But what about democracy Mr. Murphy?

That is what is happening. A diet of abuse of the poor, and of praise for the rewards of materialism has diminished us as people, undermined our empathy, destroyed our compassion and left us not caring for our neighbours.

We don’t ask why there are no jobs. We blame those who do not have them.

We don’t even seem to care about those who really cannot work. That apparently is their own fault.

I could say that this is the result of the decline of faith in our society. But I’m not even sure it is that. The logic of these attitudes has been embraced by some of faith, at least in the US but no doubt it’s creeping here too. Prosperity is seen as a reward for virtuousness and poverty as the wages of sin, to use language not all will feel comfortable with.

And that’s just wrong. Poverty exists because we permit it. Because we tolerate it. Because we ignore it. Because we pretend it could never happen to us or anyone we know. Because we’d rather watch the television. Because we want whatever next is advertised. Because we’re told having is what matters and those that do not have do not matter as a result.

And yes, that makes me sad.

And angry.

But why would this make anyone angry? Least of all The Murph?

I thought democracy was our highest value? That the views of the populace should be reflected in what government does?

After all, we keep being told that the movement of capital must be restricted so that it can be forced to pay the democratically correct amount of tax. Why shouldn\’t the democratic idea that there are people taking advantage of the welfare system similarly be reflected in what government does?

14 thoughts on “But what about democracy Mr. Murphy?”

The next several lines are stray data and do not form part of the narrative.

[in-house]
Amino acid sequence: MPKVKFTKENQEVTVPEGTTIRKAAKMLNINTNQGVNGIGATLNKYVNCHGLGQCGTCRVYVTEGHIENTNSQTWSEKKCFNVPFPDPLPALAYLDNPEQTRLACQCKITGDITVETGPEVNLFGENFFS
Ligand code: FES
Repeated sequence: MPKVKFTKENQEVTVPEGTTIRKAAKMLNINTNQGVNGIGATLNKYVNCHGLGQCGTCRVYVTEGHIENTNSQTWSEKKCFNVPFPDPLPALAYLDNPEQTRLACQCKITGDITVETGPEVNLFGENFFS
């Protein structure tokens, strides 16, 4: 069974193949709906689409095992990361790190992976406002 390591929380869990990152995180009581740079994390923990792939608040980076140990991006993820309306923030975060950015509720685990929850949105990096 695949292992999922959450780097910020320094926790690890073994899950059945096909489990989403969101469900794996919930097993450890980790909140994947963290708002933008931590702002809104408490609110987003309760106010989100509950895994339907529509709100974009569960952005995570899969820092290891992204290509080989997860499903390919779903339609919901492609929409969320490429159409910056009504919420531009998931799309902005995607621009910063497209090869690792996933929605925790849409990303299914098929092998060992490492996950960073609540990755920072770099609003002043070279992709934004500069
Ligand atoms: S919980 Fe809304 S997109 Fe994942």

1. Indeed.

    He himself wrote a would-be template for the Courageous State. A state that unashamedly claims confisctory rights over individuals’ income and property. A state that would deny the individual the right to take his/her own property to another state and would still claim ownership over its people (not the other way around) wherever in the world they were. A state that in short doesn’t believe the individual has any right that isn’t subordinate to the State’s view of the greater good.

    Well, if the State, as represented by the majority, decides that a small group is responsible for its ills, then Ritchie more than anybody else should understand that this is the Courageous State’s divine right.

    I personally am not at all comfortable with the developing narrative that those receiving benefits are to blame for their own position. But then, I’ve always believed in the rights of the individual and the restricition of the rights of the State. So I am entitled to be angry about it if I wish; he isn’t.

  2. His assumption appears to be that people everywhere are naturally wealthy, and that poverty is caused by rich people’s actions.
    My assumption is that people everywhere are naturally poor, and that wealth is caused by rich people’s actions.
    In support of my assumption as against his I would point out that our stone age ancestors lacked for example motor cars, whereas we have them and can even point out the individuals who contributed to their creation.

  3. Ritchie believes that democracy is good when people vote for things he likes.

    Democracy is bad when people have been corrupted by things like other people’s opinions.